Apply

How to apply Request a prospectus

Applications to full-time undergraduate degrees at Ulster are made through UCAS.

Start dates

  • September 2020

Fees and funding

In this section

Fees (per year)

Important notice - fees information Fees illustrated are based on 19/20 entry and are subject to an annual increase. Correct at the time of publishing. Terms and conditions apply. Additional mandatory costs are highlighted where they are known in advance. There are other costs associated with university study.
Visit our Fees pages for full details of fees

Northern Ireland & EU:
£4,275.00

England, Scotland, Wales
and the Islands:

£9,250.00  Discounts available

International:
£14,060.00  Scholarships available

Scholarships, awards and prizes

  • Londonderry Junior Chamber of Commerce Prize for Best Placement Student
  • Microsoft Prize for Best Final Year Student

Additional mandatory costs

Tuition fees and costs associated with accommodation, travel (including car parking charges), and normal living are a part of university life.

Where a course has additional mandatory expenses we make every effort to highlight them. These may include residential visits, field trips, materials (e.g. art, design, engineering) inoculations, security checks, computer equipment, uniforms, professional memberships etc.

We aim to provide students with the learning materials needed to support their studies. Our libraries are a valuable resource with an extensive collection of books and journals as well as first-class facilities and IT equipment. Computer suites and free wifi is also available on each of the campuses.

There will be some additional costs to being a student which cannot be itemised and these will be different for each student. You may choose to purchase your own textbooks and course materials or prefer your own computer and software. Printing and binding may also be required. There are additional fees for graduation ceremonies, examination resits and library fines. Additional costs vary from course to course.

Students choosing a period of paid work placement or study abroad as part of their course should be aware that there may be additional travel and living costs as well as tuition fees.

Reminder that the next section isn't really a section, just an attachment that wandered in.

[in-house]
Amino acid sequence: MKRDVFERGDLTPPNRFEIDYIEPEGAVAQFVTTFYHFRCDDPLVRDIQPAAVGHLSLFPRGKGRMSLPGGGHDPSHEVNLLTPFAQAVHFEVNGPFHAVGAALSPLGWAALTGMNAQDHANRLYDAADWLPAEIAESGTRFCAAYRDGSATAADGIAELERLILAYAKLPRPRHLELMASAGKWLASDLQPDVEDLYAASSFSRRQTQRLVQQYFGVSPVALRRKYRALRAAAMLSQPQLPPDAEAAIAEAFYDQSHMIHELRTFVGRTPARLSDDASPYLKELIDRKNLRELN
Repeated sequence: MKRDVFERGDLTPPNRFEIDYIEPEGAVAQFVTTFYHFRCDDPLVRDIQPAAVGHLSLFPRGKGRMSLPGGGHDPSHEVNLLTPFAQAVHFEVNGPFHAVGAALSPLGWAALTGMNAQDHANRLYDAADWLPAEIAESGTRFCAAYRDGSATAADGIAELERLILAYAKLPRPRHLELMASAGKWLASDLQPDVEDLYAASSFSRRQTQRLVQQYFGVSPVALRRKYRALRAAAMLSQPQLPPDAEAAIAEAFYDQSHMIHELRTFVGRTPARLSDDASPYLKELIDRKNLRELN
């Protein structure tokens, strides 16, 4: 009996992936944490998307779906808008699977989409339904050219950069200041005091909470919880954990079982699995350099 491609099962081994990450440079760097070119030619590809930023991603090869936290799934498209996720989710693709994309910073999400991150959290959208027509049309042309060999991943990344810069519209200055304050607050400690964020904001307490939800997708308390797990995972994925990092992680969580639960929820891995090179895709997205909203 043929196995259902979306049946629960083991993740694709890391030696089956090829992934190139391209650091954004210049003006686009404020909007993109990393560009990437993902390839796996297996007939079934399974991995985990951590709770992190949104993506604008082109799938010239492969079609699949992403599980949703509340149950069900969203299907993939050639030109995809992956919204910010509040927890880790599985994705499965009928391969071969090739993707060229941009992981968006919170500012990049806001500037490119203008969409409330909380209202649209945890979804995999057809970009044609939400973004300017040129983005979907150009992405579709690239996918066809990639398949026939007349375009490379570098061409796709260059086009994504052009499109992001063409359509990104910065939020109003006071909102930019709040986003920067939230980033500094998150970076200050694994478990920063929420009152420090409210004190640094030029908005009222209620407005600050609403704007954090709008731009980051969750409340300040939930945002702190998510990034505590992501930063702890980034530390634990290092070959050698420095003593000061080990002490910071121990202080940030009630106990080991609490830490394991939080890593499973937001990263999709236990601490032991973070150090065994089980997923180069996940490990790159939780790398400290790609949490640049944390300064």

Please contact the course team for more information.

Contact

Admissions Office

T: +44 (0)28 7167 5678

E: admissionsmg@ulster.ac.uk

International Admissions Office

E: internationaladmissions@ulster.ac.uk

Course Director: Clodagh Hegarty

T: +44 (0)28 7167 5332

E: c.hegarty1@ulster.ac.uk

For more information visit

Ulster University Business School

Department of Global Business and Enterprise

Disclaimer

  1. The University endeavours to deliver courses and programmes of study in accordance with the description set out in this prospectus. The University’s prospectus is produced at the earliest possible date in order to provide maximum assistance to individuals considering applying for a course of study offered by the University. The University makes every effort to ensure that the information contained in the prospectus is accurate but it is possible that some changes will occur between the date of printing and the start of the academic year to which it relates. Please note that the University’s website is the most up-to-date source of information regarding courses and facilities and we strongly recommend that you always visit the website before making any commitments.
  2. Although reasonable steps are taken to provide the programmes and services described, the University cannot guarantee the provision of any course or facility and the University may make variations to the contents or methods of delivery of courses, discontinue, merge or combine courses and introduce new courses if such action is reasonably considered to be necessary by the University. Such circumstances include (but are not limited to) industrial action, lack of demand, departure of key staff, changes in legislation or government policy including changes, if any, resulting from the UK departing the European Union, withdrawal or reduction of funding or other circumstances beyond the University’s reasonable control.
  3. If the University discontinues any courses, it will use its best endeavours to provide a suitable alternative course. In addition, courses may change during the course of study and in such circumstances the University will normally undertake a consultation process prior to any such changes being introduced and seek to ensure that no student is unreasonably prejudiced as a consequence of any such change.
  4. The University does not accept responsibility (other than through the negligence of the University, its staff or agents), for the consequences of any modification or cancellation of any course, or part of a course, offered by the University but will take into consideration the effects on individual students and seek to minimise the impact of such effects where reasonably practicable.
  5. The University cannot accept any liability for disruption to its provision of educational or other services caused by circumstances beyond its control, but the University will take all reasonable steps to minimise the resultant disruption to such services.